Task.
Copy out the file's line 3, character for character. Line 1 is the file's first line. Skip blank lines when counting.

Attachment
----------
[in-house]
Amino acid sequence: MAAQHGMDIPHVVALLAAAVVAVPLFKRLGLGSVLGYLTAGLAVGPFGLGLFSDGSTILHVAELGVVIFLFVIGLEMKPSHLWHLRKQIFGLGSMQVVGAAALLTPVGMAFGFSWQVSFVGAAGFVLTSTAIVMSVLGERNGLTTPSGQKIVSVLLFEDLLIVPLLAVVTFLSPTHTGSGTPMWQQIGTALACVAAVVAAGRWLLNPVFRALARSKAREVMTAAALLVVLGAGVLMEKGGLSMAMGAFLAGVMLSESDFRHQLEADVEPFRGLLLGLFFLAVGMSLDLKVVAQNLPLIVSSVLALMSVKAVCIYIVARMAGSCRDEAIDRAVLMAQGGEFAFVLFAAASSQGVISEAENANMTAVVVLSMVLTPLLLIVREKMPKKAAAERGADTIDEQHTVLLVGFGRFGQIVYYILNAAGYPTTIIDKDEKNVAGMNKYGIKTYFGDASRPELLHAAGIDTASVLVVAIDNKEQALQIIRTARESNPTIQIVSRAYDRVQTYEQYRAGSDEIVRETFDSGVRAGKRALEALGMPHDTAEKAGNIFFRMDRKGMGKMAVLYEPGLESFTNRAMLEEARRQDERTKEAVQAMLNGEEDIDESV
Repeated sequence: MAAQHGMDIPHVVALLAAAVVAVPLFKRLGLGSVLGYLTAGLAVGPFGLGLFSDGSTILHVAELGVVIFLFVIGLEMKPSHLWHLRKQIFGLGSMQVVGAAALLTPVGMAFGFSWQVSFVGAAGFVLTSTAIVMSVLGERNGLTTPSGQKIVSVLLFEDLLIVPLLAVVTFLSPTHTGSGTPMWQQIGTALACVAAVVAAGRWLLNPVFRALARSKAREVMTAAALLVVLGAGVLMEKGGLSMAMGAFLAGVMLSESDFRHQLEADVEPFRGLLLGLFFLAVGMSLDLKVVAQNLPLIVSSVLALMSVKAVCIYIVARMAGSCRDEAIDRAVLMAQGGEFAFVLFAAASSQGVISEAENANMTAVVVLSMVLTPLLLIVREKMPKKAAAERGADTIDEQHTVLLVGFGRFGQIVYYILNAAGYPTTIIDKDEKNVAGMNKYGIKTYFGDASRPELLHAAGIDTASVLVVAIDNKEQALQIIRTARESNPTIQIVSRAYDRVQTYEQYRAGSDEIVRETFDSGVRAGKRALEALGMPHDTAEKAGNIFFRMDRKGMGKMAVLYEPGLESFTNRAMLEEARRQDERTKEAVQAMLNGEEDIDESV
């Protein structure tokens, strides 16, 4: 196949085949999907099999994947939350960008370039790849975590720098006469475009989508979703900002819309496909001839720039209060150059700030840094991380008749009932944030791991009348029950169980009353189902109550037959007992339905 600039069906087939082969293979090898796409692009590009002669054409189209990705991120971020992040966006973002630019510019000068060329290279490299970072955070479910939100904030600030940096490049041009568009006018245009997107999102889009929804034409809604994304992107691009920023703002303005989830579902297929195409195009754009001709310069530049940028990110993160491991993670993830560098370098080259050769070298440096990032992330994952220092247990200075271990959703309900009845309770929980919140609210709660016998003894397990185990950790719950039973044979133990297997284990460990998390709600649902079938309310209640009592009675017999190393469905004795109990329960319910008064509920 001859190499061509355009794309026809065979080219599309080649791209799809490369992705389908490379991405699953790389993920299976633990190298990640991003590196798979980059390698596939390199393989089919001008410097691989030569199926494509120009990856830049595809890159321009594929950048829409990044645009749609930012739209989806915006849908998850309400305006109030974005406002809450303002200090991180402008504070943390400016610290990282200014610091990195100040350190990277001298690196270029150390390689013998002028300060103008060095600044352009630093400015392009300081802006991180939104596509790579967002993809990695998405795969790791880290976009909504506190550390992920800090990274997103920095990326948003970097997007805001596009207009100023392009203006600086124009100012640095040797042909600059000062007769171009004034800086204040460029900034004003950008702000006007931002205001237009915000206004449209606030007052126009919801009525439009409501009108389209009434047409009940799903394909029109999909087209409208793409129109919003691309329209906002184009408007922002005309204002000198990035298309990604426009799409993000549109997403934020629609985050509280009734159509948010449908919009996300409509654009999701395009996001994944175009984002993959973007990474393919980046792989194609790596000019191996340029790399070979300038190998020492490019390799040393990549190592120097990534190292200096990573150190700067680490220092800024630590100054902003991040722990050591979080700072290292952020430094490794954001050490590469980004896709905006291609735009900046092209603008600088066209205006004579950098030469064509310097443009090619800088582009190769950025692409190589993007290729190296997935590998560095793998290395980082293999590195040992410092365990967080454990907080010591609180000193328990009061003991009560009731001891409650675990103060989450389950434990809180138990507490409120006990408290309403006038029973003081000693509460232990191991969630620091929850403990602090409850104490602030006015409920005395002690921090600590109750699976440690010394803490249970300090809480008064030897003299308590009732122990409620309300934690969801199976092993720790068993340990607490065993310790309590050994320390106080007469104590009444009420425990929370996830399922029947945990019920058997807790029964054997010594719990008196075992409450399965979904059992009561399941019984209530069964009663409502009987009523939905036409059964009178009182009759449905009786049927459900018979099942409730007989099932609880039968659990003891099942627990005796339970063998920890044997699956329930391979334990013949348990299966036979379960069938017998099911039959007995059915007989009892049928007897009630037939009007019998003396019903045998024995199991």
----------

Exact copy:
Repeated sequence: MAAQHGMDIPHVVALLAAAVVAVPLFKRLGLGSVLGYLTAGLAVGPFGLGLFSDGSTILHVAELGVVIFLFVIGLEMKPSHLWHLRKQIFGLGSMQVVGAAALLTPVGMAFGFSWQVSFVGAAGFVLTSTAIVMSVLGERNGLTTPSGQKIVSVLLFEDLLIVPLLAVVTFLSPTHTGSGTPMWQQIGTALACVAAVVAAGRWLLNPVFRALARSKAREVMTAAALLVVLGAGVLMEKGGLSMAMGAFLAGVMLSESDFRHQLEADVEPFRGLLLGLFFLAVGMSLDLKVVAQNLPLIVSSVLALMSVKAVCIYIVARMAGSCRDEAIDRAVLMAQGGEFAFVLFAAASSQGVISEAENANMTAVVVLSMVLTPLLLIVREKMPKKAAAERGADTIDEQHTVLLVGFGRFGQIVYYILNAAGYPTTIIDKDEKNVAGMNKYGIKTYFGDASRPELLHAAGIDTASVLVVAIDNKEQALQIIRTARESNPTIQIVSRAYDRVQTYEQYRAGSDEIVRETFDSGVRAGKRALEALGMPHDTAEKAGNIFFRMDRKGMGKMAVLYEPGLESFTNRAMLEEARRQDERTKEAVQAMLNGEEDIDESV